Love requires that we know who we are so that we can be honest about it. It requires seeing and knowing someone else for who they are and accepting them, flaws and all. It requires communication, honesty, and a refusal to play games just because everyone else in the world has decided that game-playing is a necessary part of a relationship. It’s knowing that the right relationship is always a healthy one, but a healthy relationship isn’t always the right one. It’s being grateful for each other and putting in the effort to overcome any challenges that come up in the relationship.

Sitting on the dirty airport floor eating a substandard burger didn’t convince me that absence does anything good for the heart. But knowing that I’ll do whatever it takes to make the effort to keep this relationship strong isn’t a romantic myth. It’s a truth founded in love, requiring no rose-colored glasses. I don’t tell myself it’s going to be easy because I already know it won’t be. But I also know that it’s worth it.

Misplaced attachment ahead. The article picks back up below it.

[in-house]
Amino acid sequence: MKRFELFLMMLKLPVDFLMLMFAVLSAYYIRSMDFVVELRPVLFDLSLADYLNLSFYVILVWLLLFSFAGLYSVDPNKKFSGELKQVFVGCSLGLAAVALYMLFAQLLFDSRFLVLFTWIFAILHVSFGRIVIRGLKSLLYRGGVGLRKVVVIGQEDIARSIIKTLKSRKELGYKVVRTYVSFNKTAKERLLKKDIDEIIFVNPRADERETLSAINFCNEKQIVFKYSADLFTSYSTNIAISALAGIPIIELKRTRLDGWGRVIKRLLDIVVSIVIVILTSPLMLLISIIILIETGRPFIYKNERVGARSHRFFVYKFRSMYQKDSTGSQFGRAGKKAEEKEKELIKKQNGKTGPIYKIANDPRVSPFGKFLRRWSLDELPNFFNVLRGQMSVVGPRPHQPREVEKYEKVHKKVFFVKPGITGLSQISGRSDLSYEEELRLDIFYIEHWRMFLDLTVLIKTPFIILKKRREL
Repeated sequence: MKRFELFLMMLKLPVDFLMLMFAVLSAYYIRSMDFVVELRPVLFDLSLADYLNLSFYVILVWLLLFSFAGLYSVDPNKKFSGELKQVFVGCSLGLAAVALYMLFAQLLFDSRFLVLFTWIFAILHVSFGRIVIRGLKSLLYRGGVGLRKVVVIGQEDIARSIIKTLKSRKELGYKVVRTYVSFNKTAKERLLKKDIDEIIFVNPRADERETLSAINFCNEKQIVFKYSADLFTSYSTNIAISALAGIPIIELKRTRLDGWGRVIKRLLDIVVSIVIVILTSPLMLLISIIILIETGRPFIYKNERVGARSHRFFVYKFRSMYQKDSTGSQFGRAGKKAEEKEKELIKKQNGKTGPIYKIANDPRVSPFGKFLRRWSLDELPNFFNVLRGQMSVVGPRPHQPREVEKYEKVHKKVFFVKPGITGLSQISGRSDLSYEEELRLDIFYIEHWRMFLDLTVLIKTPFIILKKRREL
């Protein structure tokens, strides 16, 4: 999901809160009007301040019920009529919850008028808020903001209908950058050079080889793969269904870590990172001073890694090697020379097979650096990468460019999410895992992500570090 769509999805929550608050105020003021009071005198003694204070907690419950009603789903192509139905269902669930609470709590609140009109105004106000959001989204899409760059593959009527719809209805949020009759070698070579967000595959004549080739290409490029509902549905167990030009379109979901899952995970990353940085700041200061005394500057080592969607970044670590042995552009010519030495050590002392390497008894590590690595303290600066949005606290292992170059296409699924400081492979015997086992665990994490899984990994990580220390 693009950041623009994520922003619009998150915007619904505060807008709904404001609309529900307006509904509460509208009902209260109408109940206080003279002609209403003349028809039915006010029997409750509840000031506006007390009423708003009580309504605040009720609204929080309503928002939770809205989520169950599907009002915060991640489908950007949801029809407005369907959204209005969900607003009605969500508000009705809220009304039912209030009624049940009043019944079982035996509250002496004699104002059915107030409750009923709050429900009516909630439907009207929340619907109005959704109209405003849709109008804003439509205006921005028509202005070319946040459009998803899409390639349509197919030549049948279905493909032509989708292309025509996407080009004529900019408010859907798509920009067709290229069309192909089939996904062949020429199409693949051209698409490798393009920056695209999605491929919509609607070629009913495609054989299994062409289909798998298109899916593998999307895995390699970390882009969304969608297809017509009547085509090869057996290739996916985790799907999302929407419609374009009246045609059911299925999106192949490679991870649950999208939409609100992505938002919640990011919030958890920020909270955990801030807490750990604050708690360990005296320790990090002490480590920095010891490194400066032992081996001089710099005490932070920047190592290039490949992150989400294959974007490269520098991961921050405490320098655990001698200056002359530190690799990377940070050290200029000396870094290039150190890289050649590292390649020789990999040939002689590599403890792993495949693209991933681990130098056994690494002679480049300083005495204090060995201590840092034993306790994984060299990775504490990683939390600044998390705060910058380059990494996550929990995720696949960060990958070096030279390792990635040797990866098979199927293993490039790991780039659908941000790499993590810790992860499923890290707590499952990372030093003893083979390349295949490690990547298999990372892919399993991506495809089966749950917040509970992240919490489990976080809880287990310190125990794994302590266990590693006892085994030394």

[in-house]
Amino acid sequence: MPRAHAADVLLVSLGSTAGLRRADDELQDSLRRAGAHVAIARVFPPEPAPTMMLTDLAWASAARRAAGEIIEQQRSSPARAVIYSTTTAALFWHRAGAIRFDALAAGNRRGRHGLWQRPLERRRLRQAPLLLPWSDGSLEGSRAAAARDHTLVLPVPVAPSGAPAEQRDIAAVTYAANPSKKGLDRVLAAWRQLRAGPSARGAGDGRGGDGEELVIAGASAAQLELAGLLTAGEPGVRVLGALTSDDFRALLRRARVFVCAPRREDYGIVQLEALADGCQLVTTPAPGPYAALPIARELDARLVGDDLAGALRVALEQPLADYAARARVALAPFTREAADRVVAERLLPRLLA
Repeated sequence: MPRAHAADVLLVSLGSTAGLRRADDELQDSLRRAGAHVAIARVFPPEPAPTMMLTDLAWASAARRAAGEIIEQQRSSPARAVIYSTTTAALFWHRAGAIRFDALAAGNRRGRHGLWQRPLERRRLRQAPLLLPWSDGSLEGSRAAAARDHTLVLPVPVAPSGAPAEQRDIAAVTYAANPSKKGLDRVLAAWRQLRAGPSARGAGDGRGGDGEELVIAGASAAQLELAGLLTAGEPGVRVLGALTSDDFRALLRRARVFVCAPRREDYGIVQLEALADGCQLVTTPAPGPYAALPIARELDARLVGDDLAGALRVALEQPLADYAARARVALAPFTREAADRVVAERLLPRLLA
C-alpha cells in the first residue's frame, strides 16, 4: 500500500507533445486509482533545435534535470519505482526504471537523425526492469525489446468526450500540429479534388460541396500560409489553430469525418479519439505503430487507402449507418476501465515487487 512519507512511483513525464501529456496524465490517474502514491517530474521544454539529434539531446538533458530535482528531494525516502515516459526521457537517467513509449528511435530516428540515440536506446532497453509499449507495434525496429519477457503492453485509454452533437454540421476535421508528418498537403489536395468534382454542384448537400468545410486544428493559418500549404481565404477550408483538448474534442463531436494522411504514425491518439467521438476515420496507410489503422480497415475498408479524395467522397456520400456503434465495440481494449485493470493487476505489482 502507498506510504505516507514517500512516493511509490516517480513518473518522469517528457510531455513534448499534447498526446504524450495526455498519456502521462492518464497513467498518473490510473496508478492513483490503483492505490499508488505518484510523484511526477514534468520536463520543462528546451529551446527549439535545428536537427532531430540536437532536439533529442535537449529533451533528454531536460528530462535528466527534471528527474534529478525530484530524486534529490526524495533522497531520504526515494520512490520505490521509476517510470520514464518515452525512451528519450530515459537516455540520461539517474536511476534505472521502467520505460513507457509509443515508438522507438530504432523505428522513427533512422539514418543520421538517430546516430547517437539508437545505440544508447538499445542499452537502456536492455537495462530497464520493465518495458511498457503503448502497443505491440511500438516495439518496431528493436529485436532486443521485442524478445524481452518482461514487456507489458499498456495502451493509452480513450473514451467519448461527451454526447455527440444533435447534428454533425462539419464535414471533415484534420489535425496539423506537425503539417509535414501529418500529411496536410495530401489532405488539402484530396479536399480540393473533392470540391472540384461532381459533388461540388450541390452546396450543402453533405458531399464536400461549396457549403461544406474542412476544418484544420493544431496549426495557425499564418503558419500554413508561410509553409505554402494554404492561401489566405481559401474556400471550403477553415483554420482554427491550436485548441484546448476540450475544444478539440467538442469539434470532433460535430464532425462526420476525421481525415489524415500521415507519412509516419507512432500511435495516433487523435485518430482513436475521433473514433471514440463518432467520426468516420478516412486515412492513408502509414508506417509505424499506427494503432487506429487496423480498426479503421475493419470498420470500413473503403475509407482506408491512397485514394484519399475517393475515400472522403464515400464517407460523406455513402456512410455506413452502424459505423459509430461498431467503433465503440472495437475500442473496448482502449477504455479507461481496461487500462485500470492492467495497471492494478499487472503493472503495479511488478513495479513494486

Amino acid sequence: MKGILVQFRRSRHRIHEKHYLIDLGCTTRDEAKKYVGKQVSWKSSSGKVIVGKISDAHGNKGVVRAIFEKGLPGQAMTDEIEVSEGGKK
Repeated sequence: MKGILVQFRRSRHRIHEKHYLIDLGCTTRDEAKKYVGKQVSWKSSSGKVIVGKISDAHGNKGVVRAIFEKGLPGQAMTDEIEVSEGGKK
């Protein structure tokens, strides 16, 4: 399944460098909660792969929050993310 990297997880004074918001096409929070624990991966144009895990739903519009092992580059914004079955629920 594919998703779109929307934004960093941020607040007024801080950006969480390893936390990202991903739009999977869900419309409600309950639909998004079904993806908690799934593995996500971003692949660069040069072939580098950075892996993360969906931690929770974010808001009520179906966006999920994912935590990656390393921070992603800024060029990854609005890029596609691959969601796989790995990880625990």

Love, when it’s real, doesn’t require spin or twists or a happy fairy tale. It just requires us to be who we are, to love another perfectly imperfect human, and to face challenges by acknowledging them, not by creating a different narrative. Myths are born from a need for romance, but love is romantic enough on its own.

Originally published on Medium

Comments / 0

Published by

Crystal Jackson is a former therapist turned writer. She is the author of the Heart of Madison series and a volume of poetry entitled My Words Are Whiskey. Her work has been featured on Medium, Elite Daily, Thought Catalog, The Good Men Project, and Elephant Journal. When she's not writing, you can find her traveling, paddle boarding, cycling, throwing axes badly but with terrifying enthusiasm, hiking, or curled up with her nose in a book in Madison, Georgia, where she lives with one puppy and two wild and wonderful children. Crystal writes about relationships, mental health, parenting, social justice, and more. Never miss an update. Subscribe to emails: https://crystaljacksonwriter.substack.com/

Madison, GA

More from Crystal Jackson

Comments / 0